Charles Conklin, 61, owns the building the pizzeria occupied, as well as the neighboring fish hatchery that includes a stocked lake where people pay to fish for a variety of trout and bass. In the summer of 2011, Kohberger briefly worked there a few months as well, cleaning people’s catch, Conklin recalled and Kohberger wrote on a school district job application obtained by the Statesman.
He wasn’t there long, however, Conklin told the Statesman, because Kohberger didn’t show himself to be very personable with customers and also wasn’t improving at filleting the fish. He let him go.
“You’ve got to do a good job on your cuts, you have to be friendly to people, at least try to make some eye contact,” Conklin said. “It just wasn’t his thing.”
Post-recovery road reaches shocking turn
Several years after they last spoke, Baylis said, he and Kohberger reconnected. Baylis said the two would exchange Facebook messages and Kohberger would call him to talk every week or so. Kohberger told him he no longer used drugs when the subject came up.
“At some point, he said, ‘Don’t ever bring it up again. We’re past that,’ ” Baylis told the Statesman.
In May 2018, Kohberger told Baylis in messages on Facebook that he hadn’t used drugs in two years, according to screenshots Baylis shared with the New York Times.
“I only used when I was in a deep suicidal state,” the Times reported Kohberger wrote to Baylis. “I have since really learned a lot. Not a person alive could convince me to use it.”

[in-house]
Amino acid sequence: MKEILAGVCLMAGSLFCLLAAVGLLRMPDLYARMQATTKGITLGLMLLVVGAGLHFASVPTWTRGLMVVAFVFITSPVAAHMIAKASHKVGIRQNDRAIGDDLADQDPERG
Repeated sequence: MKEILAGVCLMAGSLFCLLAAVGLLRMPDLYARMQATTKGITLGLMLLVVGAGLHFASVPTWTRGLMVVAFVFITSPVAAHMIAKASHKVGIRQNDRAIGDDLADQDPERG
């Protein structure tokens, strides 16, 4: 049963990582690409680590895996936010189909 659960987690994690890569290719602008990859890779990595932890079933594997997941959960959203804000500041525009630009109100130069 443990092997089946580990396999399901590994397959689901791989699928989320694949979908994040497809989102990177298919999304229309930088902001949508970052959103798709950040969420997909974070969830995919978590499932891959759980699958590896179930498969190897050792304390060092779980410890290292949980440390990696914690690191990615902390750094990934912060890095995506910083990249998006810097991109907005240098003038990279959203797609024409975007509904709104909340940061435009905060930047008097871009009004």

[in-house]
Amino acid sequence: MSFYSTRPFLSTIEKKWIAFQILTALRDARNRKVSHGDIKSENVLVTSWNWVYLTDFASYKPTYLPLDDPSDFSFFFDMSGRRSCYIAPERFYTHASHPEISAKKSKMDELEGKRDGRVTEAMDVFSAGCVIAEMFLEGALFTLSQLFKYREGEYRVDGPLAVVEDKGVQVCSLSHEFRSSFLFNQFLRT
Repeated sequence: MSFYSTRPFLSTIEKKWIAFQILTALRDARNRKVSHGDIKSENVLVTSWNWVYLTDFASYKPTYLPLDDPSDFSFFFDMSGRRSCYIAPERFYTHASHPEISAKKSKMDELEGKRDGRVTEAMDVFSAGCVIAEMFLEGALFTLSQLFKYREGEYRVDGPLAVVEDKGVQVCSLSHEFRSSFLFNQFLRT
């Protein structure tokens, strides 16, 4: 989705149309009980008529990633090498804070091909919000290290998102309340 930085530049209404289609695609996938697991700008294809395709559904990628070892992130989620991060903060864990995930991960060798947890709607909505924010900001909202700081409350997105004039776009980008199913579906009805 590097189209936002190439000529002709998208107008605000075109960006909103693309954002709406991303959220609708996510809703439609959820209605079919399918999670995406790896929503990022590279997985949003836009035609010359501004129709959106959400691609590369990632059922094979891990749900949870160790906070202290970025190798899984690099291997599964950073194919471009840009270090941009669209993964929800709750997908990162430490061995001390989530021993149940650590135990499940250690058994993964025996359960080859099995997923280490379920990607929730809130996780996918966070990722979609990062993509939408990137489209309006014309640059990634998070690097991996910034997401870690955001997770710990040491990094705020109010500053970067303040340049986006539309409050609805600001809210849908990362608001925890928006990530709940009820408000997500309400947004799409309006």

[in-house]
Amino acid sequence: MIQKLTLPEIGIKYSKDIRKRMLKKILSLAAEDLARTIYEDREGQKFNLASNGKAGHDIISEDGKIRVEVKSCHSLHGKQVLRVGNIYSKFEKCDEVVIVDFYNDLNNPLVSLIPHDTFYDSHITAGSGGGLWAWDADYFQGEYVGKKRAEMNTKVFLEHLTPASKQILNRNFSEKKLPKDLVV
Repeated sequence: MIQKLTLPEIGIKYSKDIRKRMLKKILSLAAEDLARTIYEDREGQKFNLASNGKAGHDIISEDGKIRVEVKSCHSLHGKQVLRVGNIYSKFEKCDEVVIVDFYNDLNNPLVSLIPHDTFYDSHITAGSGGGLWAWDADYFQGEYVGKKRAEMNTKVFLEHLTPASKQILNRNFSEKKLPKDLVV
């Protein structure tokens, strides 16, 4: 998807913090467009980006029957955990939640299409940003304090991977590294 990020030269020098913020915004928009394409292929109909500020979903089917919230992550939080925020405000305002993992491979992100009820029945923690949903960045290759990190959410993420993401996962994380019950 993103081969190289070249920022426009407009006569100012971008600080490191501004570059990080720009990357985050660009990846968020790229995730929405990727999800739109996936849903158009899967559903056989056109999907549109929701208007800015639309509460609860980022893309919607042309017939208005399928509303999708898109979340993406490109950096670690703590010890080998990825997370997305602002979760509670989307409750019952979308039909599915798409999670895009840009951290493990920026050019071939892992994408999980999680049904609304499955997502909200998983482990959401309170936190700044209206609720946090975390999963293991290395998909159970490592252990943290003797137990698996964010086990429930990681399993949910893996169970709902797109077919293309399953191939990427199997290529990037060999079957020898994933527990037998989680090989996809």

Casey Arntz said she ran into Kohberger a year before that at a mutual friend’s wedding, which was the last time she saw him.
He appeared to have pulled his life together, she said, and shared that he was in college and working as a security officer for the Pleasant Valley School District.
“It was so good to see someone come back from that dark place,” Casey Arntz told the Statesman, saying she gave Kohberger a big hug when she greeted him.
Kohberger started with the school district in 2016 as a fill-in custodian and courier before moving into security part time, according to documents the Statesman obtained through a public records request. He was later credited in December 2018 with helping save the life of an employee at the high school after a medical emergency, the Pocono Record reported.
Kohberger resigned from his position in June 2021, records released by the district showed.
Kohberger attended Northampton Community College in eastern Pennsylvania and graduated in 2018 with a major in psychology, according to a school spokesperson.
Kohberger went on to earn his bachelor’s degree in 2020 and his master’s in 2022 from DeSales University, according to a statement the university released the day he was arrested. The university is about an hour south from the home where Kohberger’s parents moved and he continued to live while in college.
DeSales faculty are not accepting interview requests about Kohberger.
Katherine Ramsland, a famed forensic psychologist who teaches in DeSales’ criminal justice master’s program – and collaborated on a book with notorious serial murderer Dennis Rader, better known as the BTK Killer – confirmed to LehighValleyNews.com that Kohberger took at least one course with her. In an email, she declined a Statesman request for an interview.
Last summer, before Kohberger started in Washington State’s criminal justice and criminology Ph.D. program in August, he posted a research questionnaire to Reddit seeking volunteers to discuss their decision-making and behavior in the midst of committing a crime.
Seven weeks after law enforcement extracted him from this outlying area of the Northeast, community members said they remain baffled.
Despite the nation’s ongoing attention on the case, Yozwiak said she wants to see the judicial process play out.
“I’m watching the news as well as thousands of other people,” she said. “I’m just hoping that this all works out and just that the truth comes out. That’s all we can hope for.”